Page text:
Chinn develops her character of Olympia with incredible ease, finding a way to give her the layers and complexities that any woman can relate to. We empathize with her reticence in making a commitment in love and her art while we connect with her trepidation in actually becoming an adult and the possibility of not having her mom to lean on. Chinn’s performance is exceptional as the young woman trying to grow up.

It’s a small ensemble cast in “Olympia” all giving extraordinary, heartfelt performances. From LaNisa Renee Frederick’s undeniably difficult performance as Olympia’s dying mother to Gardner’s remarkable portrayal as Olympia’s boyfriend, the chemistry with Chinn is readily conveyed on screen.

With Chinn’s succinct, humorous, and touching screenwriting paired Dixon’s deft direction, it’s a match made in heaven as the two create a well-balanced and meaningful story. There is a unique creative aspect to this film that makes it even more memorable as the film intertwines graphic artistry, a wonderful soundtrack, and cinematography giving it a sense of whimsy and wonder, capturing the beauty of art and the Second City.

3 1/2 stars

Director Miranda Bailey talks about “Being Frank”

June 20th, 2019 Posted by Interviews, Review 0 thoughts on “Director Miranda Bailey talks about “Being Frank””

“Being Frank,” traveled the film festival circuit for quite some time before getting its final edits and now a release across the country. The film stars Jim Gaffigan, a favorite stand up comic whose acting career is bursting at the seems right now, as Frank, a man who attempts to balance life with two families; each unknown to the other. Of course, all “good” things must come to an end and Frank finds himself in a pickle with his son Phillip (Logan Miller). It’s a dark comedy that keeps the laughs coming thanks to the creative writing and directing as well as the casts’ impeccable ability to play off of one another yet still maintain a level of drama.

In an interview recently, Director Miranda Bailey discussed the changes made to the original concept, how she balances life, her female review site Cherry Picks, and quite shockingly, the fact that she had never heard of Jim Gaffigan before casting her film! Shocking, simply shocking.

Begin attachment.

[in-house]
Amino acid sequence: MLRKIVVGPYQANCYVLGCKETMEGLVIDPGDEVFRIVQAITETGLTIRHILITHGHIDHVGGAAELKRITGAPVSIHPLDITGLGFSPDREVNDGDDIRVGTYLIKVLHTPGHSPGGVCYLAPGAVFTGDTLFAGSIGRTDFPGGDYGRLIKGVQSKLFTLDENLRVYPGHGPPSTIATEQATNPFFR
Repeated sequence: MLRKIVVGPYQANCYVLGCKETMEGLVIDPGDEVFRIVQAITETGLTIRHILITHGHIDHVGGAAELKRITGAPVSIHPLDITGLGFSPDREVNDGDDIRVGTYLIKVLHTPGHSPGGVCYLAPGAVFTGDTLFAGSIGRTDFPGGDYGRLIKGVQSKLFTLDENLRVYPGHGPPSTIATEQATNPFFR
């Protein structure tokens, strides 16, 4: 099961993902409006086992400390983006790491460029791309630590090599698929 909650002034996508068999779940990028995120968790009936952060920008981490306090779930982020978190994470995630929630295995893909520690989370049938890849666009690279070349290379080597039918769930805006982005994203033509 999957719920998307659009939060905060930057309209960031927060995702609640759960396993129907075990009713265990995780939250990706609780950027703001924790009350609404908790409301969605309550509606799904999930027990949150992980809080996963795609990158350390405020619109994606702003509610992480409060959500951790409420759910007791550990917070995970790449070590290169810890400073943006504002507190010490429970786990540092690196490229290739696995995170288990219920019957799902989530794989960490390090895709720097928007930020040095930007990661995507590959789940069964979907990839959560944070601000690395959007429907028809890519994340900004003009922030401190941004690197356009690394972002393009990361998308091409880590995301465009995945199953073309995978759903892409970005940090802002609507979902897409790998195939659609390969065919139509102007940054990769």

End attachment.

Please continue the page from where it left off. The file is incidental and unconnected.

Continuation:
Pamela Powell (PP): I understand you had a few changes to the overall script, making it a more personal one.

Miranda Bailey (MB): When I first received the script…it was in modern times. The one (wife) that Frank really loved was the stay-at-home mom who cooked all the time and was perfect and the other [wife] was working…We’re not going to have the one he really loves as this kind, sweet mom and the working mom is this one that no one wants around. Those elements changed drastically, the roles of the women. [The film was also] moved to 1992 which was a time in my life that was when my parents got divorced…I felt the fear that Phillip (Miller) goes through. ***SPOILER*** I was able to … say everything that I wanted to say to my dad or to myself as a child through the character. When Anna Gunn [the character of Laura] is saying .. well, he’ll always be your dad even though he’s a total dick … I wish someone would have said that to me.

PP: Initially, I thought it was an odd casting choice to have Gaffigan, but now I can’t imagine anyone else being able to pull off this role!

MB: I actually didn’t even know him when we started casting, I didn’t even know Jim Gaffigan!


MB: When the script was ready to go, and you want Jason Bateman, but it can’t be Jason Bateman, 1. Because we can’t afford him; 2. He’s not available, and 3. Then it’s a Jason Bateman movie. It’s quite hard, especially in that age range to try to find someone who can be likable and lovable and still doing something so cruel but with cowardice…Initially, we were thinking Louis CK …and I’m so lucky the agents never gave it to him!